Intermolecular Attractions

Intermolecular attractions are those attractions that hold separate particles together in a solid or liquid. They are NOT the bonds that hold individual molecules together, but rather the forces that hold a group of molecules together. In other words, we are not talking about what holds two hydrogens to one oxygen in a water molecule, but rather, why lots of water molecules stick together to form a drop.

To understand intermolecular attractions you can picture all matter as composed of ions, polar molecules, non-polar molecules, or mixtures of those things.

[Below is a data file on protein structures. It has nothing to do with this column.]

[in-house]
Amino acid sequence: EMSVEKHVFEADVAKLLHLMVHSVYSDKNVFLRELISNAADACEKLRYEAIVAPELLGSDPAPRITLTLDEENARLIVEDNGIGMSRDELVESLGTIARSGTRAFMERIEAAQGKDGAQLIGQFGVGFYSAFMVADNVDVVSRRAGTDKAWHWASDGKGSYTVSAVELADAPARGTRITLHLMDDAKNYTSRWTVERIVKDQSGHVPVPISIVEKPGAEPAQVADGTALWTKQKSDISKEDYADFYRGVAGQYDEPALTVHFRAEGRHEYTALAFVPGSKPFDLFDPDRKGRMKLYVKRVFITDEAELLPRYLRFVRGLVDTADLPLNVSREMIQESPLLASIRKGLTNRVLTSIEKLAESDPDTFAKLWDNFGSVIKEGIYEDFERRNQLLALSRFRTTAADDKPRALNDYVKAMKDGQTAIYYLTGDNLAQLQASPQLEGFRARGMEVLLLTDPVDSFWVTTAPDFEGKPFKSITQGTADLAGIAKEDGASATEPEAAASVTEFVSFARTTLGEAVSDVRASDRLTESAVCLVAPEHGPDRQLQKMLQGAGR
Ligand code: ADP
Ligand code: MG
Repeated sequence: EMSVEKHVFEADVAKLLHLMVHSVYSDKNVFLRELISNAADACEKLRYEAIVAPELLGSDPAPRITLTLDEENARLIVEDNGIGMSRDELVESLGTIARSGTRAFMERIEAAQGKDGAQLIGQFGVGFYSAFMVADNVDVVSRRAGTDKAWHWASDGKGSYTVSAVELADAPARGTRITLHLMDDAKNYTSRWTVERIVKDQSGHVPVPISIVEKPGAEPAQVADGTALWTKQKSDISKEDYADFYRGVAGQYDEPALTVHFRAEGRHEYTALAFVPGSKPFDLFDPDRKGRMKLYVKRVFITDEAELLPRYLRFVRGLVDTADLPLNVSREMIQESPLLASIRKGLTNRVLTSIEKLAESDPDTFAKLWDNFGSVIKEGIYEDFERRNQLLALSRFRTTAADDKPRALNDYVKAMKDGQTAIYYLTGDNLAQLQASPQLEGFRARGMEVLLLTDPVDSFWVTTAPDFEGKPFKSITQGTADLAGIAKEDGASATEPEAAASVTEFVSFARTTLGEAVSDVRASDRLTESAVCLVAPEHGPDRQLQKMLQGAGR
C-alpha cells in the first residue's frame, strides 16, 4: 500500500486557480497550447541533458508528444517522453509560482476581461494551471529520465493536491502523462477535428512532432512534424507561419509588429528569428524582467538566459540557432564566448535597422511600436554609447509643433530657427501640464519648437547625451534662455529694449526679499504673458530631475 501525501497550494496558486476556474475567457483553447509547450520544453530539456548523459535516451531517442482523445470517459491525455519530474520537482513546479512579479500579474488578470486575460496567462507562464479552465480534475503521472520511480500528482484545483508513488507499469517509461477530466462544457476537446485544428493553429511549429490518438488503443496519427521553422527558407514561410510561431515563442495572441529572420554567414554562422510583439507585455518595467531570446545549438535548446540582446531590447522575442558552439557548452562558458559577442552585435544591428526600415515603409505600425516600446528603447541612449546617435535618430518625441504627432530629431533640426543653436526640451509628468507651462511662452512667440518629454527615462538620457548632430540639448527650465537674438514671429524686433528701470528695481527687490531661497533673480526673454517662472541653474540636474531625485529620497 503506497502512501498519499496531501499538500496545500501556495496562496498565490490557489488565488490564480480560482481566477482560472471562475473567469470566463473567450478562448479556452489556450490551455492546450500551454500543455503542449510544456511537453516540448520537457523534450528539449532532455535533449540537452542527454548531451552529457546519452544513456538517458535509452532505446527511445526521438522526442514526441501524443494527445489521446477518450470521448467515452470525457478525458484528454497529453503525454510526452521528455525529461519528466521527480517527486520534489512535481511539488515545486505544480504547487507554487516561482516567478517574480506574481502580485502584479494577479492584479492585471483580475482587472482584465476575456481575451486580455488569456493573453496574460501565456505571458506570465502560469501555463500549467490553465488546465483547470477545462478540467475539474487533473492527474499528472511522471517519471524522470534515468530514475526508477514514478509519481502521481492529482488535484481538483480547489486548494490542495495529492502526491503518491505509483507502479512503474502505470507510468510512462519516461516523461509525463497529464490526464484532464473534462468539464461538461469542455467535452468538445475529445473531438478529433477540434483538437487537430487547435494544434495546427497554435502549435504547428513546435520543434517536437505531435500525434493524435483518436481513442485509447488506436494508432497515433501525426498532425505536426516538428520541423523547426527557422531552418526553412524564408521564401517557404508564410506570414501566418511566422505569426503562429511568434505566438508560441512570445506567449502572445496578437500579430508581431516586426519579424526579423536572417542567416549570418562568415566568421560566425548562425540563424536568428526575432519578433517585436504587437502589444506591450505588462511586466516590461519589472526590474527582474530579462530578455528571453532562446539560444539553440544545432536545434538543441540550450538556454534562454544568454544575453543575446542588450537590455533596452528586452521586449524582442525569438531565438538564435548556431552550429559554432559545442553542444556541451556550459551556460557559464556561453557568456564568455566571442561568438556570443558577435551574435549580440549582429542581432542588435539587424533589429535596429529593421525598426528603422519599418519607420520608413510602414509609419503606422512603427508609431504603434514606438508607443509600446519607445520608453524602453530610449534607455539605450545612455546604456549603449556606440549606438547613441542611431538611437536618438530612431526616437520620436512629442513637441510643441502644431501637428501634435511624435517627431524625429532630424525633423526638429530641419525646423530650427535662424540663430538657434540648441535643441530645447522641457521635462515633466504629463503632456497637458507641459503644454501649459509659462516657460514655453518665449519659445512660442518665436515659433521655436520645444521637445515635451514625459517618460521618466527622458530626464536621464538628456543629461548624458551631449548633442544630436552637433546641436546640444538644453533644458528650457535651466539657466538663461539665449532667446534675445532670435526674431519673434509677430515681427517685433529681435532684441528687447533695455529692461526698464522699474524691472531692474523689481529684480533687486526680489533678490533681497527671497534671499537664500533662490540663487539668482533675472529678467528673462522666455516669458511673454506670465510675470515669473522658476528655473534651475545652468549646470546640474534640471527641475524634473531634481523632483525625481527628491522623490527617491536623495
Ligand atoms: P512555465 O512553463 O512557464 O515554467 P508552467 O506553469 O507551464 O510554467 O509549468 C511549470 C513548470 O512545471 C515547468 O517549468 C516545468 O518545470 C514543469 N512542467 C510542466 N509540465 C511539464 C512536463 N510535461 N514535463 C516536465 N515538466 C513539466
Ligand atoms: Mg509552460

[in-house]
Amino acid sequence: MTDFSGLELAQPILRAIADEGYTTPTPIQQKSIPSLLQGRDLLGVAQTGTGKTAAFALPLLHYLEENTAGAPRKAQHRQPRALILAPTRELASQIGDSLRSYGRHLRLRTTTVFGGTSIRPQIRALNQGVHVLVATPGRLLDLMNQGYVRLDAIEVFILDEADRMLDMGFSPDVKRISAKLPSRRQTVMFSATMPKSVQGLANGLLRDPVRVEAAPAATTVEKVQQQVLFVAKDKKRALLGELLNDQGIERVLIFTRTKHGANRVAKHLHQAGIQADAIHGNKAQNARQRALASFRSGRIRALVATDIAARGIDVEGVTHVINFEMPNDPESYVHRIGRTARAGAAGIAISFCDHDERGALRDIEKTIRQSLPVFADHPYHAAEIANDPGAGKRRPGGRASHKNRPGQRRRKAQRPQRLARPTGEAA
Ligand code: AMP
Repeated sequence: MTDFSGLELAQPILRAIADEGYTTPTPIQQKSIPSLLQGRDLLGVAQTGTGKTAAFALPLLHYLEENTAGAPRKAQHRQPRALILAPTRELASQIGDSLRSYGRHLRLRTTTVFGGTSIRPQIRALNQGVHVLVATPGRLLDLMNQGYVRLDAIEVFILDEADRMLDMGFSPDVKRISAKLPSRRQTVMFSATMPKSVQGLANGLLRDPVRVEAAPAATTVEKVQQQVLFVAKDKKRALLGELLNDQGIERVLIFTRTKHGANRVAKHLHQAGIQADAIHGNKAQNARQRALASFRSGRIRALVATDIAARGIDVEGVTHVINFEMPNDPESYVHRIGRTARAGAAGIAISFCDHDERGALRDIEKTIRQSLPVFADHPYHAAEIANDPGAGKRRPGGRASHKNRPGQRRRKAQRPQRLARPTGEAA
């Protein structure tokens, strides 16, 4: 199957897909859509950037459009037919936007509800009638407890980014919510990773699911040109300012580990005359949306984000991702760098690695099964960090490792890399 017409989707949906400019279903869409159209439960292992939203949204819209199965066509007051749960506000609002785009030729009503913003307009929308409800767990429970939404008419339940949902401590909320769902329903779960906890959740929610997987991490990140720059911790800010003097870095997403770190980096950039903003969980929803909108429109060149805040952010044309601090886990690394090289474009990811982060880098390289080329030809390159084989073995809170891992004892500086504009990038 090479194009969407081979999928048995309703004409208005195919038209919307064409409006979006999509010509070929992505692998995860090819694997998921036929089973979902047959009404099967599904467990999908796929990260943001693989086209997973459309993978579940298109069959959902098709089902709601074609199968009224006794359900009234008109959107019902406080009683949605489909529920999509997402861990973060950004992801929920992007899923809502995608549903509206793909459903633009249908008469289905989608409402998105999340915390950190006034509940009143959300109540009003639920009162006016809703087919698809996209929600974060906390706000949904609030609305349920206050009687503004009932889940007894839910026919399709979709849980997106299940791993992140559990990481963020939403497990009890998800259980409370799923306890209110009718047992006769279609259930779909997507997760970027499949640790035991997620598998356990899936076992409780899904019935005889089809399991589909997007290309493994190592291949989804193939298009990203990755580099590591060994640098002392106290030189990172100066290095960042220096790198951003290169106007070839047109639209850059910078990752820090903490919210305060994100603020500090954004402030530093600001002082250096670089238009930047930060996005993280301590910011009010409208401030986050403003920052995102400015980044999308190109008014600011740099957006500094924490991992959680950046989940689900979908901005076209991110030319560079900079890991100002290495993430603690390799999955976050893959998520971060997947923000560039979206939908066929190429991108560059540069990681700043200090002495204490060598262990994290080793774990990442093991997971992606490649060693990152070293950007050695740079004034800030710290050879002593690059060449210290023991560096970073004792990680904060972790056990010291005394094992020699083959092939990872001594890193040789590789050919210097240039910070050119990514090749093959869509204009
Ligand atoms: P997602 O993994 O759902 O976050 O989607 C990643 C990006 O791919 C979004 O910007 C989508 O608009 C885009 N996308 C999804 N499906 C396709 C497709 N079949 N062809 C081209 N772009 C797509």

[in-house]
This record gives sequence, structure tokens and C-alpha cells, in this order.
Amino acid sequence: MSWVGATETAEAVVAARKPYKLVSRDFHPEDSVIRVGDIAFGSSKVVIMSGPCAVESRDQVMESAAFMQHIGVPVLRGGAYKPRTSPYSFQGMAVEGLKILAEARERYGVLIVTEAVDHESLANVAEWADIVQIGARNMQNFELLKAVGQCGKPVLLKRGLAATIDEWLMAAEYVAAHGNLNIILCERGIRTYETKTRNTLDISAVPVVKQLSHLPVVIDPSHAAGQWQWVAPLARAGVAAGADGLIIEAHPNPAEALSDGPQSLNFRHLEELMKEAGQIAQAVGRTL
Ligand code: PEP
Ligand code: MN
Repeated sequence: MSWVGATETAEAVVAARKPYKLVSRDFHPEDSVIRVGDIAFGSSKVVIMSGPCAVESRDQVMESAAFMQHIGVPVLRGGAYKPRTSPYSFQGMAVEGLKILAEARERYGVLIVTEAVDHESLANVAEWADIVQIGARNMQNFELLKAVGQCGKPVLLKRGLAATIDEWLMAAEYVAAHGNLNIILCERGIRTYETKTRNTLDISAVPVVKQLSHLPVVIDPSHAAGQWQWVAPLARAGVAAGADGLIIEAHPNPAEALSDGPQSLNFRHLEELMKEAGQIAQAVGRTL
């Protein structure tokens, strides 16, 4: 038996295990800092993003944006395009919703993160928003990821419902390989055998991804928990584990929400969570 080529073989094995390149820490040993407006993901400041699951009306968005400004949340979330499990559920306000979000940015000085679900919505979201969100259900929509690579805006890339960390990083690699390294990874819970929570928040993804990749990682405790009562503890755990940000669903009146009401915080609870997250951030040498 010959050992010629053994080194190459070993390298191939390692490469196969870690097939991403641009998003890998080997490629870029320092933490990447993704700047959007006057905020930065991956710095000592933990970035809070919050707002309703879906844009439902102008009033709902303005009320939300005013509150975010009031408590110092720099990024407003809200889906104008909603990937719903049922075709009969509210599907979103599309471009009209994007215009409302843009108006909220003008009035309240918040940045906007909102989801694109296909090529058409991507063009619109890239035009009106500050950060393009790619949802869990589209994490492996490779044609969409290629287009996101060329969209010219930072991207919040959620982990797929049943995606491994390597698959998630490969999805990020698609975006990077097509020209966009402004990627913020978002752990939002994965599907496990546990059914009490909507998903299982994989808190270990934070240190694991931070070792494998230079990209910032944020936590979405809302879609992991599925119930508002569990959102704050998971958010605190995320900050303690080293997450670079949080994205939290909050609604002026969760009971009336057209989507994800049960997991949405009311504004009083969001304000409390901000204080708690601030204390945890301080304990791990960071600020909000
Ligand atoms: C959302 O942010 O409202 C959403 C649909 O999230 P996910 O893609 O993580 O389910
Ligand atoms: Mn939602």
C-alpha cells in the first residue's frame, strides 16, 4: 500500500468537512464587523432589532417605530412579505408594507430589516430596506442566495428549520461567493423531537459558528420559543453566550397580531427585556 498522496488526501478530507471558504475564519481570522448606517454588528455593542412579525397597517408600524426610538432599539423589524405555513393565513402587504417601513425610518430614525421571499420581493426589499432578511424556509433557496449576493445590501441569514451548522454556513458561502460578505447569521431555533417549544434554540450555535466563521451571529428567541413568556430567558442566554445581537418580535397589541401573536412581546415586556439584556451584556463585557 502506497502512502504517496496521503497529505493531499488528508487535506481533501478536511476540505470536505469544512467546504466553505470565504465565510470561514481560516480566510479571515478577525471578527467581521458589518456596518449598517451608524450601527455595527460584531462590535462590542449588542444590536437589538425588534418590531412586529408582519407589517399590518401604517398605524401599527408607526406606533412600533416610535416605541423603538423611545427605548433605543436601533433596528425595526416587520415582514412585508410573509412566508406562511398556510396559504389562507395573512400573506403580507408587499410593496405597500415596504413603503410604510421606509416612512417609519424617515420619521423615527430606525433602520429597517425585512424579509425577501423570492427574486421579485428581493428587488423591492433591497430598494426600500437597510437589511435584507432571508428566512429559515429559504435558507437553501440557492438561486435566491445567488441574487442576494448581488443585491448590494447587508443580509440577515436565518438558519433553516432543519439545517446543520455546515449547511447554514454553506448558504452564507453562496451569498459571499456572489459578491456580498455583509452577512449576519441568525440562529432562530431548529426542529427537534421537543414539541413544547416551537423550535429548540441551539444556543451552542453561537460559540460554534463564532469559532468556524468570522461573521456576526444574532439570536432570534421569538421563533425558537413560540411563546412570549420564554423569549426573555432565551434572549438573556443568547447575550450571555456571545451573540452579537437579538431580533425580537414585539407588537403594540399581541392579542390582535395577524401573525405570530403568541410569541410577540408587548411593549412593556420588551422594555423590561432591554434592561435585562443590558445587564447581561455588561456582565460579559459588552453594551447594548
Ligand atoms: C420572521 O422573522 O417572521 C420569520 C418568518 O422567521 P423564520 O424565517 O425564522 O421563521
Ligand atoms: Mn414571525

In the diagram below, the three types of particles (ions, polar molecules and non-polar molecules) are at the corners of the triangle in black, examples are in red and the name of the force involved is in blue. The middle of each side of the triangle represents a mixture. Clicking on any of the 6 points will bring you to a page (or pages) of information about that force.

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